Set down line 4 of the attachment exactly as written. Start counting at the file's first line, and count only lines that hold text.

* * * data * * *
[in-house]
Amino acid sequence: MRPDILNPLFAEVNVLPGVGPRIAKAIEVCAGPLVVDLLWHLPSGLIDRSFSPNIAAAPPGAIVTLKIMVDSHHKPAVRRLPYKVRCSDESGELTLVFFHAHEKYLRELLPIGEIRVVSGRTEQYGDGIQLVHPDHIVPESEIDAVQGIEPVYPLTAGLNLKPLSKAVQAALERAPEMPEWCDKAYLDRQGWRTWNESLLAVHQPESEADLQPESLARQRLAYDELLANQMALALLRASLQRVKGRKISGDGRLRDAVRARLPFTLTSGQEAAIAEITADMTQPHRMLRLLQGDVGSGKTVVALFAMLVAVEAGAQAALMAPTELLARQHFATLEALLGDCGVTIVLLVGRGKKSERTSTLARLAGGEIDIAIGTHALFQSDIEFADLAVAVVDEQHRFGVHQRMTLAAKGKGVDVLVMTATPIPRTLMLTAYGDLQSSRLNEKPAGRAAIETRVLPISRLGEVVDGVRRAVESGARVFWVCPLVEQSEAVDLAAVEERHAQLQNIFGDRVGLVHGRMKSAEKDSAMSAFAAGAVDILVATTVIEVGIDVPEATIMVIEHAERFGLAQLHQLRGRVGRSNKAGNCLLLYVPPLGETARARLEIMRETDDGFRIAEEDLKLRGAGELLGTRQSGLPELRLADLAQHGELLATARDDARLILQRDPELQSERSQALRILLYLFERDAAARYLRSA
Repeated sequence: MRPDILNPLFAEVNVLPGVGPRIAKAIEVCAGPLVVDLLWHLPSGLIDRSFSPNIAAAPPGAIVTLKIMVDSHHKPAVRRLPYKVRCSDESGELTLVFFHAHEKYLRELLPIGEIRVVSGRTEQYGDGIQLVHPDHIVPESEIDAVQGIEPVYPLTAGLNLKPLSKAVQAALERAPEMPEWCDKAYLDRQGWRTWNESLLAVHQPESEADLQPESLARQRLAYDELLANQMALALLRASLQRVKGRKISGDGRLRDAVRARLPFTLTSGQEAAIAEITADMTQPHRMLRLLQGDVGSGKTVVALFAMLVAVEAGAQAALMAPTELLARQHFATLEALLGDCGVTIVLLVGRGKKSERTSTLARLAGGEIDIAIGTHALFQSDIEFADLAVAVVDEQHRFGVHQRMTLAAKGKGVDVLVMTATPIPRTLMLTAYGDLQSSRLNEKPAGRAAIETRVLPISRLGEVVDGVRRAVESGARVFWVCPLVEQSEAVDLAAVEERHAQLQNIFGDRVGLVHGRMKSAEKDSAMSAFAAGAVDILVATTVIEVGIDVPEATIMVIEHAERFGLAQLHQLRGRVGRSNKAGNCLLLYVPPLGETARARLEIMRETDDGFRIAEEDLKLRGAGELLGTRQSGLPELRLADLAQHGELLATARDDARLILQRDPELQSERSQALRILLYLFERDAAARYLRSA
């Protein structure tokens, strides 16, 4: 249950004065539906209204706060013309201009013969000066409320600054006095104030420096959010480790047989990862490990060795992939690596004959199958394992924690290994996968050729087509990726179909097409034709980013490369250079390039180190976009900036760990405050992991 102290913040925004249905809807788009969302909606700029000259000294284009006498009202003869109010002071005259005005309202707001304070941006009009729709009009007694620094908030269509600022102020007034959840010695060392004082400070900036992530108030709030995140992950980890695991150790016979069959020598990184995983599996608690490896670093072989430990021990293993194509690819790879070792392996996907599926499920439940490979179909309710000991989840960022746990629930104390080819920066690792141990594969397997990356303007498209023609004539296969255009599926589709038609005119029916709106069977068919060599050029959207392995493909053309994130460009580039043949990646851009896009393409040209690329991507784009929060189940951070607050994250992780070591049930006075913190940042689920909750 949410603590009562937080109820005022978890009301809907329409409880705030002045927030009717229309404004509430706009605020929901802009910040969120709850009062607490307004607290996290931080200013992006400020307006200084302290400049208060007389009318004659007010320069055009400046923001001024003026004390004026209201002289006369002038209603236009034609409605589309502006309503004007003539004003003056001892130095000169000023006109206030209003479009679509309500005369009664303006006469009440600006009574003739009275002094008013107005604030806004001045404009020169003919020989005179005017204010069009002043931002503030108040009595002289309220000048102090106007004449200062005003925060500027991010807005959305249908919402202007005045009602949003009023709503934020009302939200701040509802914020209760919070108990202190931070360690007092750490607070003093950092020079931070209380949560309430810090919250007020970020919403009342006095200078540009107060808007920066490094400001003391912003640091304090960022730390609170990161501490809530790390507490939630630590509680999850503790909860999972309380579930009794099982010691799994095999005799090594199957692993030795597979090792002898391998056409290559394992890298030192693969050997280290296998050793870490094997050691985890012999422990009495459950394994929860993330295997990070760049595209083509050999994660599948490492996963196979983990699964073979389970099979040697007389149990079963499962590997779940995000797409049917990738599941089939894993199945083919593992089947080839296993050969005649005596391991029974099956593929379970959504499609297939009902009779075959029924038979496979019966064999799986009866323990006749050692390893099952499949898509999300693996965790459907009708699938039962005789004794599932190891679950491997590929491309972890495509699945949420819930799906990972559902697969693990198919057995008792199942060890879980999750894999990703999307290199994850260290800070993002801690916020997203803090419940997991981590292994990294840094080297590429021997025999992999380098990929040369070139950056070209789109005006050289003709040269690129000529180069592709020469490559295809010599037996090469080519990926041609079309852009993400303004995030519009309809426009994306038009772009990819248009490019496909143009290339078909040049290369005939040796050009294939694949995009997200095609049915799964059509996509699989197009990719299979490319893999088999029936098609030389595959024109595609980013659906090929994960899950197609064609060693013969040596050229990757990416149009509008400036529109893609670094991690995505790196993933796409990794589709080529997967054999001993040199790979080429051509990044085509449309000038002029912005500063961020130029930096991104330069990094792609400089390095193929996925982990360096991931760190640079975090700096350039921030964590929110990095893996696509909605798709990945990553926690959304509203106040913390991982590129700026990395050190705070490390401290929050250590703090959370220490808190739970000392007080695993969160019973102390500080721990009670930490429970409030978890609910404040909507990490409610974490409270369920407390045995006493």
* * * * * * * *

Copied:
């Protein structure tokens, strides 16, 4: 249950004065539906209204706060013309201009013969000066409320600054006095104030420096959010480790047989990862490990060795992939690596004959199958394992924690290994996968050729087509990726179909097409034709980013490369250079390039180190976009900036760990405050992991 102290913040925004249905809807788009969302909606700029000259000294284009006498009202003869109010002071005259005005309202707001304070941006009009729709009009007694620094908030269509600022102020007034959840010695060392004082400070900036992530108030709030995140992950980890695991150790016979069959020598990184995983599996608690490896670093072989430990021990293993194509690819790879070792392996996907599926499920439940490979179909309710000991989840960022746990629930104390080819920066690792141990594969397997990356303007498209023609004539296969255009599926589709038609005119029916709106069977068919060599050029959207392995493909053309994130460009580039043949990646851009896009393409040209690329991507784009929060189940951070607050994250992780070591049930006075913190940042689920909750 949410603590009562937080109820005022978890009301809907329409409880705030002045927030009717229309404004509430706009605020929901802009910040969120709850009062607490307004607290996290931080200013992006400020307006200084302290400049208060007389009318004659007010320069055009400046923001001024003026004390004026209201002289006369002038209603236009034609409605589309502006309503004007003539004003003056001892130095000169000023006109206030209003479009679509309500005369009664303006006469009440600006009574003739009275002094008013107005604030806004001045404009020169003919020989005179005017204010069009002043931002503030108040009595002289309220000048102090106007004449200062005003925060500027991010807005959305249908919402202007005045009602949003009023709503934020009302939200701040509802914020209760919070108990202190931070360690007092750490607070003093950092020079931070209380949560309430810090919250007020970020919403009342006095200078540009107060808007920066490094400001003391912003640091304090960022730390609170990161501490809530790390507490939630630590509680999850503790909860999972309380579930009794099982010691799994095999005799090594199957692993030795597979090792002898391998056409290559394992890298030192693969050997280290296998050793870490094997050691985890012999422990009495459950394994929860993330295997990070760049595209083509050999994660599948490492996963196979983990699964073979389970099979040697007389149990079963499962590997779940995000797409049917990738599941089939894993199945083919593992089947080839296993050969005649005596391991029974099956593929379970959504499609297939009902009779075959029924038979496979019966064999799986009866323990006749050692390893099952499949898509999300693996965790459907009708699938039962005789004794599932190891679950491997590929491309972890495509699945949420819930799906990972559902697969693990198919057995008792199942060890879980999750894999990703999307290199994850260290800070993002801690916020997203803090419940997991981590292994990294840094080297590429021997025999992999380098990929040369070139950056070209789109005006050289003709040269690129000529180069592709020469490559295809010599037996090469080519990926041609079309852009993400303004995030519009309809426009994306038009772009990819248009490019496909143009290339078909040049290369005939040796050009294939694949995009997200095609049915799964059509996509699989197009990719299979490319893999088999029936098609030389595959024109595609980013659906090929994960899950197609064609060693013969040596050229990757990416149009509008400036529109893609670094991690995505790196993933796409990794589709080529997967054999001993040199790979080429051509990044085509449309000038002029912005500063961020130029930096991104330069990094792609400089390095193929996925982990360096991931760190640079975090700096350039921030964590929110990095893996696509909605798709990945990553926690959304509203106040913390991982590129700026990395050190705070490390401290929050250590703090959370220490808190739970000392007080695993969160019973102390500080721990009670930490429970409030978890609910404040909507990490409610974490409270369920407390045995006493």